This type of problem is very common during spring and summer with grass seeds, for example. Due to their structure, grass seeds easily stick to your dog’s hair, and their arrow-like shape allows them to penetrate into the tissues.
If a grass seed enters the ear canal, it can cause extreme discomfort and itchiness to your dog, who will scratch, shake their head and do whatever they can to try and remove it. It’s not likely that your pet can remove the grass seed by themselves, though, and secondary infections are likely to develop. Veterinary intervention to remove the foreign body is almost always necessary.
Fortunately, ear mites are not very common in dogs, but they can catch them if they’ve been in contact with affected animals.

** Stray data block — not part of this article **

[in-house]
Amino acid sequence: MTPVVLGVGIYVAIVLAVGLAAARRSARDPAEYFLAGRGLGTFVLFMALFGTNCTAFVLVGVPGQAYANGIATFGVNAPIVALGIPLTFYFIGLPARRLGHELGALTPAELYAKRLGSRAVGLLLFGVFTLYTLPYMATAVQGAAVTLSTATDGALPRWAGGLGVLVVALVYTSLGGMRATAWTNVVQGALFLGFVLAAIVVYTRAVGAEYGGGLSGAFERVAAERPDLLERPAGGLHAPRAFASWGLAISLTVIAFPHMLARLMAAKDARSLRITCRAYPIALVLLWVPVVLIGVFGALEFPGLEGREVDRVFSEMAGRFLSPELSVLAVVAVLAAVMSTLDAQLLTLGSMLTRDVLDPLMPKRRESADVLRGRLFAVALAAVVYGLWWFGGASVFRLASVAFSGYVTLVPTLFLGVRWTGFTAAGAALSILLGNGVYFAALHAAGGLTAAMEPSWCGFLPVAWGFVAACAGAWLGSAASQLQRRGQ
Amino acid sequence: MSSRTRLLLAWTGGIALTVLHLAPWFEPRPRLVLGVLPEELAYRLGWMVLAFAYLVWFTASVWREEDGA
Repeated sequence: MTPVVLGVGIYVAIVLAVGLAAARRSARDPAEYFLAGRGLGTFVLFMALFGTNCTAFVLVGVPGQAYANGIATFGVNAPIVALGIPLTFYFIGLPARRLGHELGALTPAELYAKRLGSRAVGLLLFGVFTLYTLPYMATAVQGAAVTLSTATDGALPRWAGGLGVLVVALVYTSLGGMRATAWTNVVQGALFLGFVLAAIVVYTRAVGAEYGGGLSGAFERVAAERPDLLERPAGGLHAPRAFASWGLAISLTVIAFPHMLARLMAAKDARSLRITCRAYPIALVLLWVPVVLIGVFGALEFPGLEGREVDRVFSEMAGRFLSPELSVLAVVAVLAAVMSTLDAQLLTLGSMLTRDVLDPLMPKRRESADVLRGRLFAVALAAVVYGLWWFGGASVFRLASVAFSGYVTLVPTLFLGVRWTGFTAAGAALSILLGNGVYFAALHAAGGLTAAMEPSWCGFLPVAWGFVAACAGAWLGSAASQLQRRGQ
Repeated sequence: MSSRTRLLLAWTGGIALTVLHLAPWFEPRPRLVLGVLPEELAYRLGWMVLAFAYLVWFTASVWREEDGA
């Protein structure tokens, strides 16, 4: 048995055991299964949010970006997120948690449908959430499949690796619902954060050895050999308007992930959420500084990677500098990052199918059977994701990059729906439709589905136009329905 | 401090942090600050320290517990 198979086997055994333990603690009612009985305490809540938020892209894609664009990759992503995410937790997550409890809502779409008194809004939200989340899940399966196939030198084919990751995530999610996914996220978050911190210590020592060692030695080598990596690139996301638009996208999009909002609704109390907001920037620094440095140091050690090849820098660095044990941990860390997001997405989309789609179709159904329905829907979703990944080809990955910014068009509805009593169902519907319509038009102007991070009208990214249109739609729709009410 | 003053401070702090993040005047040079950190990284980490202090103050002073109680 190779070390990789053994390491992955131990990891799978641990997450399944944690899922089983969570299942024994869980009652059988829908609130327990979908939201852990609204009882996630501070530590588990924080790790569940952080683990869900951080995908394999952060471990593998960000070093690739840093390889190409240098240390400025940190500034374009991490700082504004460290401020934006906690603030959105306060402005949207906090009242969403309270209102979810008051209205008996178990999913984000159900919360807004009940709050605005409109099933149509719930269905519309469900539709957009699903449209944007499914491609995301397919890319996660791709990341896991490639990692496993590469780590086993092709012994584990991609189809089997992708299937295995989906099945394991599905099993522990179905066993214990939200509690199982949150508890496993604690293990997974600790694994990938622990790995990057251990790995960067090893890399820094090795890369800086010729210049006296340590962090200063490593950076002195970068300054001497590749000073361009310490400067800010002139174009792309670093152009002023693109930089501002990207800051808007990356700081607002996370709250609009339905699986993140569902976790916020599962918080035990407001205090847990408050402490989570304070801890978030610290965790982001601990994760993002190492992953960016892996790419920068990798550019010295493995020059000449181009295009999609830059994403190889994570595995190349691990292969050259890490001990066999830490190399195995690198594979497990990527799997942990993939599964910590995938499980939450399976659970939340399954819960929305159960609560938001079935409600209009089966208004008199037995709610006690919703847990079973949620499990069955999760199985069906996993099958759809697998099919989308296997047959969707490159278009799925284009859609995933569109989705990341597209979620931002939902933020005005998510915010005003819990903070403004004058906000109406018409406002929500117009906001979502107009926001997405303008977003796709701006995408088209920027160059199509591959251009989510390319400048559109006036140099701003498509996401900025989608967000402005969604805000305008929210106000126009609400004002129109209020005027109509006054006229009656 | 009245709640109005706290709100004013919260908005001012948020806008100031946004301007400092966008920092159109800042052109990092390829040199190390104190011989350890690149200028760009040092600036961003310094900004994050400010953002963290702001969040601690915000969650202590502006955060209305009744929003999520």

Ear mites are microscopic parasites that will settle in the ear canal. These are not usually visible to the naked eye, but they may be seen with the help of an otoscope. If not, your vet may need to examine a swab from your dog’s ear under the microscope to identify them.
An ear mite infection is extremely itchy for dogs, causing inflammation and a characteristic dark ear discharge that resembles ground coffee.
Which dogs suffer from itchy ears?
All dogs can have itchy ears, but there are some breeds that are predisposed to the underlying conditions we’ve talked about, such as:
- Allergies – e.g., Labrador and Golden Retrievers, German Shepherds, French Bulldogs and Pugs